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Dinah Maria Mulock Craik

The Mother’s Visit

LONG years ago she visited my chamber,
Steps soft and slow, a taper in her hand;
Her fond kiss she laid upon my eyelids,
Fair as an angel from the unknown land:
Mother, mother, is it thou I see?
Mother, mother, watching over me.

And yesternight I saw her cross my chamber,
Soundless as light, a palm-branch in her hand;
Her mild eyes she bent upon my anguish,
Calm as an angel from the blessed land;
Mother, mother, is it thou I see?
Mother, mother, art thou come for me?

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Outward Bound

OUT upon the unknown deep,
Where the unheard oceans sound,
Where the unseen islands sleep,--
Outward bound.
Following towards the silent west
O'er the horizon's curved rim,--
Or to islands of the blest,
--He with me and I with him--
Outward bound.

Nothing but a speck we seem
In the waste of waters round,
Floating, floating like a dream,--
Outward bound.
But within that tiny speck
Two brave hearts with one accord
Past all tumult, grief, and wreck,
Look up calm,--and praise the Lord,--
Outward bound.

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The Mill

WINDING and grinding
Round goes the mill:
Winding and grinding
Should never stand still.
Ask not if neighbor
Grind great or small:
Spare not your labor,
Grind your wheat all.
Winding and grinding round goes the mill:
Winding and grinding should never stand still.

Winding and grinding
Work through the day,
Grief never minding--
Grind it away!
What though tears dropping
Rust as they fall?
Have no wheel stopping--
Work comforts all.
Winding and grinding round goes the mill:

[...] Read more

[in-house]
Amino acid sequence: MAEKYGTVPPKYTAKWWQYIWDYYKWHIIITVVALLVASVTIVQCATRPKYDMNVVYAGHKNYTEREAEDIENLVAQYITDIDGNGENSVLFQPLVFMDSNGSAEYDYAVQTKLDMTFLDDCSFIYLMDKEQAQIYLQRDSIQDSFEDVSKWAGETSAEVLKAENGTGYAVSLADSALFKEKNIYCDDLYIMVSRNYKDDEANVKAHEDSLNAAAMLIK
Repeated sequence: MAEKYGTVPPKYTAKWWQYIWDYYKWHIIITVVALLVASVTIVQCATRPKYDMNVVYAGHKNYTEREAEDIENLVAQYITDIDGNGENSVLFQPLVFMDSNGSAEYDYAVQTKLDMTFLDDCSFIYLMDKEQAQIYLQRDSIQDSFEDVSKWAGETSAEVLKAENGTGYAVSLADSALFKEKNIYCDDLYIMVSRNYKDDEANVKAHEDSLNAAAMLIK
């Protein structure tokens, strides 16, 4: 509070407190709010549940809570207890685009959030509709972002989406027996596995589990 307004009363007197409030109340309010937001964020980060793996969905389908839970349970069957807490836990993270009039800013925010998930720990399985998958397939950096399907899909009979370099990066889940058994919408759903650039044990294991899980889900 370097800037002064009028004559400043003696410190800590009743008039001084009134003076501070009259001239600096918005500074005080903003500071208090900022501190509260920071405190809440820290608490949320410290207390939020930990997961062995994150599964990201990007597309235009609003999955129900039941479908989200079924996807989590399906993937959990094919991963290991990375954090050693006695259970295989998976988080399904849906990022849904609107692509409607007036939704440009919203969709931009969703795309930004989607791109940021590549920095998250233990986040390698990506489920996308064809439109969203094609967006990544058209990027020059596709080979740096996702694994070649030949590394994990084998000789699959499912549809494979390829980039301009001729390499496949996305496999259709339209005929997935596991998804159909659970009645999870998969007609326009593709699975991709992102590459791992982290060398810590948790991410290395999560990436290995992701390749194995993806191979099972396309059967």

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My Love Annie

SOFT of voice and light of hand
As the fairest in the land--
Who can rightly understand
My love Annie?

Simple in her thoughts and ways,
True in every word she says,--
Who shall even dare to praise
My love Annie?

Midst a naughty world and rude
Never in ungentle mood;
Never tired of being good--
My love Annie.

Hundreds of the wise and great
Might o'erlook her meek estate;
But on her good angels wait,
My love Annie.

[...] Read more

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One Summer Morning

IT is but a little while ago:
The elm-leaves have scarcely begun to drop away;
The sunbeams strike the elm-trunk just where they struck that day--
Yet all seems to have happened long ago.

And the year rolleth round, slow, slow:
Autumn will fade to winter and winter melt in spring,
New life return again to every living thing.
Soon, this will have happened long ago.

The bonnie wee flowers will blow;
The trees will re-clothe themselves, the birds sing out amain,--
But never, never, never will the world look again
As it looked before this happened--long ago!

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Now And Afterwards

TWO hands upon the breast,
And labor's done;
Two pale feet crossed in rest--
The race is won;
Two eyes with coin-weights shut,